The American Forest Foundation (AFF) is a national forest conservation organization that works with and through family woodland owners to sustain healthy wood supplies, clean water, and habitat for at-risk wildlife species. Through recent research, AFF discovered that Northeastern forests are lacking both necessary young forest and older, more-mature forest habitats. With the right tools, information, and resources, family woodland owners across the region can help enhance these forest habitat components for the many bird and other wildlife species that depend on them.

Founded in 2003, Woodcock Limited is a nonprofit conservation organization dedicated to the welfare of the American woodcock. The group works with local, state, and national organizations and agencies to create, restore, and maintain the young forest habitat that provides cover and food for woodcock and many other kinds of wildlife. Woodcock Limited participates in habitat and species research and supports the development and use of educational materials to increase public awareness and understanding of the American woodcock and its habitat needs.

Woodcock Limited focuses on creating a mosaic of sustainable habitat for both resident woodcock populations and woodcock during their spring and fall migrations. Over 60 additional wild species benefit from this work, including ruffed grouse, wild turkey, bobwhite quail, golden-winged warbler, and white-tailed deer. As a relatively new conservation organization, Woodcock Limited has a need for new members and is looking to form new chapters in states and provinces within the migratory corridors of the woodcock. The organization currently has chapters in New England, Pennsylvania, Michigan, Minnesota, and Louisiana, with more states working toward establishing chapters.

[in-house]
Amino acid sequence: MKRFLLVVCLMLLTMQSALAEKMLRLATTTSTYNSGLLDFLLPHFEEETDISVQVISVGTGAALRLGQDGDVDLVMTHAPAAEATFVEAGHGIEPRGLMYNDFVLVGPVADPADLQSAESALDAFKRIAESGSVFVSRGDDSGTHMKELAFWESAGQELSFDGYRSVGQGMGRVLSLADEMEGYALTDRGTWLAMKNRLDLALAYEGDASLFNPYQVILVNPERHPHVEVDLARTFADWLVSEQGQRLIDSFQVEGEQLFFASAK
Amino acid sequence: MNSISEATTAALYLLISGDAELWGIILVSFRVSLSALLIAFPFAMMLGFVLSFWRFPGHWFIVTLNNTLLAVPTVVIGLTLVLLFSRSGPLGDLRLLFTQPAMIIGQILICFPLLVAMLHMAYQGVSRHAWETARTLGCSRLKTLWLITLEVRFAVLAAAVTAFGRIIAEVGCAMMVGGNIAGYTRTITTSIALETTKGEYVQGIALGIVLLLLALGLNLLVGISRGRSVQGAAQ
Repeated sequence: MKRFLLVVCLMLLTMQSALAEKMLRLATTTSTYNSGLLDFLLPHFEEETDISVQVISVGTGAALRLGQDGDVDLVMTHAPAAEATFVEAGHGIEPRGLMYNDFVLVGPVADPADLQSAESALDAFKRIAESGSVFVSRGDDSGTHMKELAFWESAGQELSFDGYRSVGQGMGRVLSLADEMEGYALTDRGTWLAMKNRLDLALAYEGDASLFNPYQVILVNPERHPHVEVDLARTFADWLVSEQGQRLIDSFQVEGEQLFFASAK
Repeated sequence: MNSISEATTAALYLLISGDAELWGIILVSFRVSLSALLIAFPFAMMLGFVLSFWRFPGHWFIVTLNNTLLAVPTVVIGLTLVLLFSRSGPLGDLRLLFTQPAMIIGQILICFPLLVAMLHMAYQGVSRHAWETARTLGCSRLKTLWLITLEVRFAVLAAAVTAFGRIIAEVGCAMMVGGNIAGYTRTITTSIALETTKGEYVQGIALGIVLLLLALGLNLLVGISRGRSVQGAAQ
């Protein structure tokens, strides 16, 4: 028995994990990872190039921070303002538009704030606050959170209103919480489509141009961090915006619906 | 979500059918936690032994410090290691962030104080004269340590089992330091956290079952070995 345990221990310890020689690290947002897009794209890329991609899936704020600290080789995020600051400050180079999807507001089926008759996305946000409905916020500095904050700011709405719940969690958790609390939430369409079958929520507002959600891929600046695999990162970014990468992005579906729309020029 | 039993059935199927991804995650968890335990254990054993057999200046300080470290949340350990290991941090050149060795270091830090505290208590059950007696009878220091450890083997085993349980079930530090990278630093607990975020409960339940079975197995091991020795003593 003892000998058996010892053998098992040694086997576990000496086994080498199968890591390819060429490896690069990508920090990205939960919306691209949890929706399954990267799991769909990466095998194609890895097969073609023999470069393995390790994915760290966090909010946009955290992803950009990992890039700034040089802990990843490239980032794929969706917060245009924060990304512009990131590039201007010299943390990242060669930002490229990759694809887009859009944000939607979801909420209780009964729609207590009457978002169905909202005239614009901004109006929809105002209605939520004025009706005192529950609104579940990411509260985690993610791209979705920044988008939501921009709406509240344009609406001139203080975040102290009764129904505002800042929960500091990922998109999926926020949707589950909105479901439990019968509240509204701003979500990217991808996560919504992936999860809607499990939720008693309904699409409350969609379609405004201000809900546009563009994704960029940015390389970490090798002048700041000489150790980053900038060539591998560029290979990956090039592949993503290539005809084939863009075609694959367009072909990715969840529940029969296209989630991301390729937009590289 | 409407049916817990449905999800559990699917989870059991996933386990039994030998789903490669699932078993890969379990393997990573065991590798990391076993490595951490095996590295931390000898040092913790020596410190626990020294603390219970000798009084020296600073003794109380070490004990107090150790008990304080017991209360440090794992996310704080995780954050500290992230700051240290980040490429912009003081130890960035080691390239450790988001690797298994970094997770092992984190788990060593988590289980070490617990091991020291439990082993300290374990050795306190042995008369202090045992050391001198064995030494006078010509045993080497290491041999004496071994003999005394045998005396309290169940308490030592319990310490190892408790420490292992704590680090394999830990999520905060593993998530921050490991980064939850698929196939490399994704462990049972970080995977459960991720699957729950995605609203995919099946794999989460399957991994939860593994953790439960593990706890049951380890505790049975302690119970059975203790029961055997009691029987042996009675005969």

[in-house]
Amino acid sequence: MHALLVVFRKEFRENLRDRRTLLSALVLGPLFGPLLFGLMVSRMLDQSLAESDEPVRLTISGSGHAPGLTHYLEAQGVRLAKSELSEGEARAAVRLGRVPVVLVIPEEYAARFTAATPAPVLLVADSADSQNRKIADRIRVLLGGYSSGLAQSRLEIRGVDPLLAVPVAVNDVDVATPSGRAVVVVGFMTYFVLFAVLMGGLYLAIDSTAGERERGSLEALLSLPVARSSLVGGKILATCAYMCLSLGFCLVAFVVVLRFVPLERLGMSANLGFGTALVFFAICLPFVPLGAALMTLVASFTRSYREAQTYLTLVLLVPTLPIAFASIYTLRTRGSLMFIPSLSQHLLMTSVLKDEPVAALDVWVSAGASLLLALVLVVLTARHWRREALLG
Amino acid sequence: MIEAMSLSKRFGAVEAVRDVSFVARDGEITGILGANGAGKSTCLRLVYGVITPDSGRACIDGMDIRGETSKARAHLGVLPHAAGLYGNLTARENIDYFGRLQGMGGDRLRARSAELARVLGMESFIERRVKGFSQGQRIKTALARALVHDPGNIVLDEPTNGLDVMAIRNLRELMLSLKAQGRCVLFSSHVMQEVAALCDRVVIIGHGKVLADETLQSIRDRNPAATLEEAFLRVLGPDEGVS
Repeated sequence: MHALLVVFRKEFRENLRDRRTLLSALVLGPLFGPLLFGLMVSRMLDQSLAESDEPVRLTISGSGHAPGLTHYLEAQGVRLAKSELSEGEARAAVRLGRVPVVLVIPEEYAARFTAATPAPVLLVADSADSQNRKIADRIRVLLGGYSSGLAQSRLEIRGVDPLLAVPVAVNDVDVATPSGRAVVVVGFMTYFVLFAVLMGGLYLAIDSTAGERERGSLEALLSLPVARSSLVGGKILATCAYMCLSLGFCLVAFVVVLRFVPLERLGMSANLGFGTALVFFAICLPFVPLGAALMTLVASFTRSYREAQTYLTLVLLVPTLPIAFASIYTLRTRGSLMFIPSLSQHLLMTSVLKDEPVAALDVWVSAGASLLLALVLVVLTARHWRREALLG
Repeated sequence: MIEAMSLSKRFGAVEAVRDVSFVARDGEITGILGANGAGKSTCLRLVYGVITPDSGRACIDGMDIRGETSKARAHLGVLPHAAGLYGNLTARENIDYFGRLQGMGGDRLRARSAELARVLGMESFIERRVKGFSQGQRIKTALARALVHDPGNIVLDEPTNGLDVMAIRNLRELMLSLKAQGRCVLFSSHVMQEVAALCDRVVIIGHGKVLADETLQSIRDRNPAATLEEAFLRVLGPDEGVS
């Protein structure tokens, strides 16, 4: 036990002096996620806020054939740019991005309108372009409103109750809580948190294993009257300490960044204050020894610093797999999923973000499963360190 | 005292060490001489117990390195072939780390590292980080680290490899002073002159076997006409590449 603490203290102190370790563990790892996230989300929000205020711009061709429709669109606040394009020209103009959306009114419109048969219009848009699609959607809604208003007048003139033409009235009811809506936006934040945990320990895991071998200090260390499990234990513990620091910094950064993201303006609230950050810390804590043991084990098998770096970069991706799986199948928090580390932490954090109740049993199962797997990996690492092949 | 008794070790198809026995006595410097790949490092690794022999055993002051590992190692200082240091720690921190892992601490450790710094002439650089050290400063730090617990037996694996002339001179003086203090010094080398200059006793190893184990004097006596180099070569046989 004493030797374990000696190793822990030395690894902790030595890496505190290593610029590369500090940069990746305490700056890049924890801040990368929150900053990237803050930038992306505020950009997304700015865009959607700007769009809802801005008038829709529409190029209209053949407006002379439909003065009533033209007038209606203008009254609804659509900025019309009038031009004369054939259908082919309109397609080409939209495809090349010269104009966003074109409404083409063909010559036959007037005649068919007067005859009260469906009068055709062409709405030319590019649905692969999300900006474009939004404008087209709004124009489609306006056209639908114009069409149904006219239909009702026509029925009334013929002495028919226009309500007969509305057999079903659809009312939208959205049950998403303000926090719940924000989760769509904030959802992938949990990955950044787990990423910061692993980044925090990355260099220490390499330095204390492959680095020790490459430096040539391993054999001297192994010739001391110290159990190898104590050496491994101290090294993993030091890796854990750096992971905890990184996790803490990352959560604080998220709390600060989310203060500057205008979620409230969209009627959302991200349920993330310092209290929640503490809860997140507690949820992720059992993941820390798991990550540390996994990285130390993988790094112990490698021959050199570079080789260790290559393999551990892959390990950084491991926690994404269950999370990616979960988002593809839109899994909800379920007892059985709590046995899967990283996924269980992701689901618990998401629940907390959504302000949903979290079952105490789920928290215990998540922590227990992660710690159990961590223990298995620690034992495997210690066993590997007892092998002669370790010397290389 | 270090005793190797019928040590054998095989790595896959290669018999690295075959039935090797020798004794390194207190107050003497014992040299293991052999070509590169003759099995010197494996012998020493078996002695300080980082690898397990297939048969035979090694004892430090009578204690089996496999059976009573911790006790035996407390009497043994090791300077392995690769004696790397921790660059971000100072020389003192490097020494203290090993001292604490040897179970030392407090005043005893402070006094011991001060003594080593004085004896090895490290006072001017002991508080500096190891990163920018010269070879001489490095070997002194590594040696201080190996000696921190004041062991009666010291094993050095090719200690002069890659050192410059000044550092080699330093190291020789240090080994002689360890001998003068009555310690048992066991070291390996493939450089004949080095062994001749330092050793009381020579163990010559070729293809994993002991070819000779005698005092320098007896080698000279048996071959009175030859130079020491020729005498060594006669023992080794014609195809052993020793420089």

The WCS Queens Zoo is in Queens, New York. As part of the effort to conserve the New England cottontail, the zoo breeds rabbits in captivity for release into the wild in areas of suitable habitat. Queens Zoo is part of the Wildlife Conservation Society. WCS saves wildlife and wild places worldwide through science, conservation action, education, and inspiring people to value nature.

The Wells Reserve at Laudholm is a National Estuarine Research Reserve. The Wells Reserve operates programs in coastal research and monitoring, environmental learning and decision-maker training, and land and water resource management. The Wells Reserve also manages the woodlands and wetlands, the dunes and grasslands, and the flora and fauna at Laudholm Trust.

Roger Williams Park Zoo is supported and managed by the Rhode Island Zoological Society and is owned by the city of Providence. The zoo works to educate visitors and to conserve the earth’s animals, plants, and other natural resources. Since 2010, captive breeding specialists have been breeding New England cottontails at the zoo, to boost the numbers and genetic diversity of existing wild populations and to allow conservationists to start new cottontail populations on lands where rabbit habitat is being made.

Audubon Connecticut – an operating unit of the National Audubon Society – is one of Connecticut's premier conservation and environmental education organizations. Audubon Connecticut works to carry out the Audubon mission, protecting birds, other wildlife, and their habitats through education, research, advocacy, and land protection.